The Super Bowl, Prop Bets, and Audience Engagement

superbowlSuper Bowl XLVIII made history yesterday! The Seattle Seahawks beat the Denver Broncos 43-8. It was the third worst blowout in Super Bowl history, and second worst blowout in Broncos Super Bowl history. But that’s not why I watched the game.

My annual Super Bowl party is a matter of pride. We make plenty of food from homemade wings to desserts, and we invite friends both new and old. But that’s not why I watched the game.

This year was a particularly exciting year because Renee Fleming, opera singer and Crane School of Music grad (go Crane!) was singing the National Anthem. And I even drafted a Fantasy team for Puppy Bowl X. But that’s not why I watched the game.

I watched the game because one clever move got me invested.

An Engaged Audience is a Loyal Audience

This year we set up a series of prop bets. Each guest had a sheet of paper with a series of questions ranging from “Will the first quarter be longer than 20min?” to “Will any of the Red Hot Chili Peppers be shirtless?” We each put $10 in, and at the end of the game the winnings went to the player with the most correct answers. I watched the game with a new interest, as I kept track of each bet.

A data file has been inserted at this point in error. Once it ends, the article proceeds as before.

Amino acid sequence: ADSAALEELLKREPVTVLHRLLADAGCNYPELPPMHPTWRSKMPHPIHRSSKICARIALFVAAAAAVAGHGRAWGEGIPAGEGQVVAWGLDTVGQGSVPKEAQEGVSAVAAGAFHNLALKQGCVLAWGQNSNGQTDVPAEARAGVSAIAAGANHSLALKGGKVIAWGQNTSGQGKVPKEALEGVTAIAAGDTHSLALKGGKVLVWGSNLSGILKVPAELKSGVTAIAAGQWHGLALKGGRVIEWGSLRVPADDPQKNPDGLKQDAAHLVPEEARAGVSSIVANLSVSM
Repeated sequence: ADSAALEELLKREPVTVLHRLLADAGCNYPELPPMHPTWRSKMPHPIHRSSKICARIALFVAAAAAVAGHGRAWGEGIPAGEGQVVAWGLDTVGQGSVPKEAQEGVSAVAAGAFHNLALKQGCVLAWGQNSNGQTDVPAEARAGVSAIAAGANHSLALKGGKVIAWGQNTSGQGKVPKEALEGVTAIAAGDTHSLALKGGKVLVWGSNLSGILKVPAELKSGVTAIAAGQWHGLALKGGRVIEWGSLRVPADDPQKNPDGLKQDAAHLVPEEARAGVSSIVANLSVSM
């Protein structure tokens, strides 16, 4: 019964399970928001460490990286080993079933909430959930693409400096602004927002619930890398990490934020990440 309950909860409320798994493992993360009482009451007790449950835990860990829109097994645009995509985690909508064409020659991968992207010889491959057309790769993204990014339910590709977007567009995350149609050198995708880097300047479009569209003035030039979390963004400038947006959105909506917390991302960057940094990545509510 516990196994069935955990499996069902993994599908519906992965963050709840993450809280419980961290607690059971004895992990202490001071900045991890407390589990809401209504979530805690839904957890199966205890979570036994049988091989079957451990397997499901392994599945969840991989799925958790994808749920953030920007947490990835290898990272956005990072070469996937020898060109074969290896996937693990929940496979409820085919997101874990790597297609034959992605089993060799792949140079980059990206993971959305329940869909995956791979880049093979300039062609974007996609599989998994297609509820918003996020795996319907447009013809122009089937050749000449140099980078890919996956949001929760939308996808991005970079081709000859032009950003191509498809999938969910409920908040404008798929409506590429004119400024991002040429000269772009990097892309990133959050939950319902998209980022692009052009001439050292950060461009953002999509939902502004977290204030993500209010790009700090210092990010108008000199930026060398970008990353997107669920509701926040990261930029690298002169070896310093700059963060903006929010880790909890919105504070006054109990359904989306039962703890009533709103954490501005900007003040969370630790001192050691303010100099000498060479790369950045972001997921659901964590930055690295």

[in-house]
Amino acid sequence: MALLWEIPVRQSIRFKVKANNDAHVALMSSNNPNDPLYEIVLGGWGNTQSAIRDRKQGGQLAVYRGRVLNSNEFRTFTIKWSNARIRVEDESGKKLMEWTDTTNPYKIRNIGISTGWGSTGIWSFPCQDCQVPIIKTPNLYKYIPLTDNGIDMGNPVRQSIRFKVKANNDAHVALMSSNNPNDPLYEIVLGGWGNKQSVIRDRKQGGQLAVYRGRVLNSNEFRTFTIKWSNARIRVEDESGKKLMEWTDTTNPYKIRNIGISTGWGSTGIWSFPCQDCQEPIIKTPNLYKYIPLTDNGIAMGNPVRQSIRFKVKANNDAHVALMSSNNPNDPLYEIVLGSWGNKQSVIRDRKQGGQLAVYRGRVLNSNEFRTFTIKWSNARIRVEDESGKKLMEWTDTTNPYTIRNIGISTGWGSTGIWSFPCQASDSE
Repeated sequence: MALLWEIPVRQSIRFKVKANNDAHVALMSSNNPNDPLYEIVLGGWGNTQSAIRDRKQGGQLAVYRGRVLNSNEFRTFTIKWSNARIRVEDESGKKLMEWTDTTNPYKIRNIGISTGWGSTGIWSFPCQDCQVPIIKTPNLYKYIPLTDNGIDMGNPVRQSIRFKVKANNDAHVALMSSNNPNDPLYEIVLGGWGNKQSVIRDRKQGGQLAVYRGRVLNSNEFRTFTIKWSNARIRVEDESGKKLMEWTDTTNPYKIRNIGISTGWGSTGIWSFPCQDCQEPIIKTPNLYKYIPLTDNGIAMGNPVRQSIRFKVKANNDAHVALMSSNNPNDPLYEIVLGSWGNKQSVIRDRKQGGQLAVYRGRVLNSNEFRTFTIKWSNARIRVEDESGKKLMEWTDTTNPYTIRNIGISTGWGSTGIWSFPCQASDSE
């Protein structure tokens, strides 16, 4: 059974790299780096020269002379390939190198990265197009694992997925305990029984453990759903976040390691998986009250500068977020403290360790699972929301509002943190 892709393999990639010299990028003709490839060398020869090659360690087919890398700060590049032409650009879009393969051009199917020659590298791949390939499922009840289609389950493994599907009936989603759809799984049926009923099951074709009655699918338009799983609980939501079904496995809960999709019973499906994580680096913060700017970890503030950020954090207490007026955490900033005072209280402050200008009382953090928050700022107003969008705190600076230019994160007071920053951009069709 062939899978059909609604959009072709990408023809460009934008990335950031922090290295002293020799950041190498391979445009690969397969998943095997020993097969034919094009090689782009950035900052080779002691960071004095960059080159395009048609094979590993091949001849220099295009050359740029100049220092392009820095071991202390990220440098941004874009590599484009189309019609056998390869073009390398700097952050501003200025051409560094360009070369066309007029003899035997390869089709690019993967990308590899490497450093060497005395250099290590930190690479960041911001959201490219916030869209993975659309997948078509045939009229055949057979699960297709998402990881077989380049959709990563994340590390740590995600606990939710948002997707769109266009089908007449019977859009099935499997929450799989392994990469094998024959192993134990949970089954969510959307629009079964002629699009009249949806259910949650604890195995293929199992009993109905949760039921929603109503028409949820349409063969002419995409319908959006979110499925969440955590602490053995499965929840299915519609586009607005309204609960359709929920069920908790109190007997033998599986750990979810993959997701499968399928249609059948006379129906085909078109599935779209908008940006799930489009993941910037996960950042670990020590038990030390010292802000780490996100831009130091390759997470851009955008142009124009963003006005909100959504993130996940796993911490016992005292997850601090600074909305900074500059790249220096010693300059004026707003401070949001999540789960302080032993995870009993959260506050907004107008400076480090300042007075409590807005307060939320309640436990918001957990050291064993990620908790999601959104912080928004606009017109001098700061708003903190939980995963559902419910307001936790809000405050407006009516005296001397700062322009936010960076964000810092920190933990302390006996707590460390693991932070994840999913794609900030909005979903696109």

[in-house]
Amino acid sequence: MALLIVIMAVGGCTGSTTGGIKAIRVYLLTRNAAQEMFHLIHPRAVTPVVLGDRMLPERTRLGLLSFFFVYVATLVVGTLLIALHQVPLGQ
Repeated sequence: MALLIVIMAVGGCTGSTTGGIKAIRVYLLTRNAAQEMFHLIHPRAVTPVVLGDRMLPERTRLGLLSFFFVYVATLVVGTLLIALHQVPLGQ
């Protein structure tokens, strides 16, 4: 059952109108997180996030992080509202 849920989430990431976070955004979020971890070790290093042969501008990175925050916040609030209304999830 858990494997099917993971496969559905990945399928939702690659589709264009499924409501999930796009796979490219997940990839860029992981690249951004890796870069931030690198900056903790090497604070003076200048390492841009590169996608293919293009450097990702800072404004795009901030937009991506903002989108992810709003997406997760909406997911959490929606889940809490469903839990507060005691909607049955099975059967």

In short, the prop bets gave me a personal reason to watch the game. I stayed invested well after millions of fans had turned off the TV, bored by the too-obvious outcome.

This is exactly what content strategists attempt to do when building websites. We want to improve audience engagement.

Audience Engagement: Learn from the Super Bowl

Here are just a few of the ways we can learn from the Super Bowl and its associated games.

  1. Give them a reason to read: Are you sending Facebook users to your website via a link? Or linking to a landing page? Don’t just provide a link; let readers know what they’ll be looking for. Whether the impetus is to read more for a discount, or to find a hidden word, readers will become invested if they are clicking on a link with a goal in mind.
  2. Build anticipation: During the third quarter, a friend reminded me that we had been promised an M&Ms commercial. She had been considering leaving, but when she realized we had not yet found out what would happen to Yellow, she decided to stick around. Was the payoff worth an extra hour of football? Maybe not, but we weren’t disappointed.
  3. Raise the stakes: $10 isn’t much, but with twenty people playing the stakes get pretty high. As the game ended, even the Seahawks began to jump the gun, pouring celebratory Gatorade over their coach with two minutes still to go in the game. But at our house, the results were not yet in – we were watching to identify the color of the Gatorade, and there were still two bets left to be decided: the MVP, and whether Richard Sherman would be interviewed.
  4. Brand your content: From team uniforms to hashtags to commercials, everything surrounding the Super Bowl is marked by the Super Bowl brand. The Super Bowl brand is well enough defined that the Puppy Bowl was able to emulate it merely by using the right font and announcing style. Coincidence? Absolutely not.

How else has the Super Bowl demonstrated an excellent content strategy?

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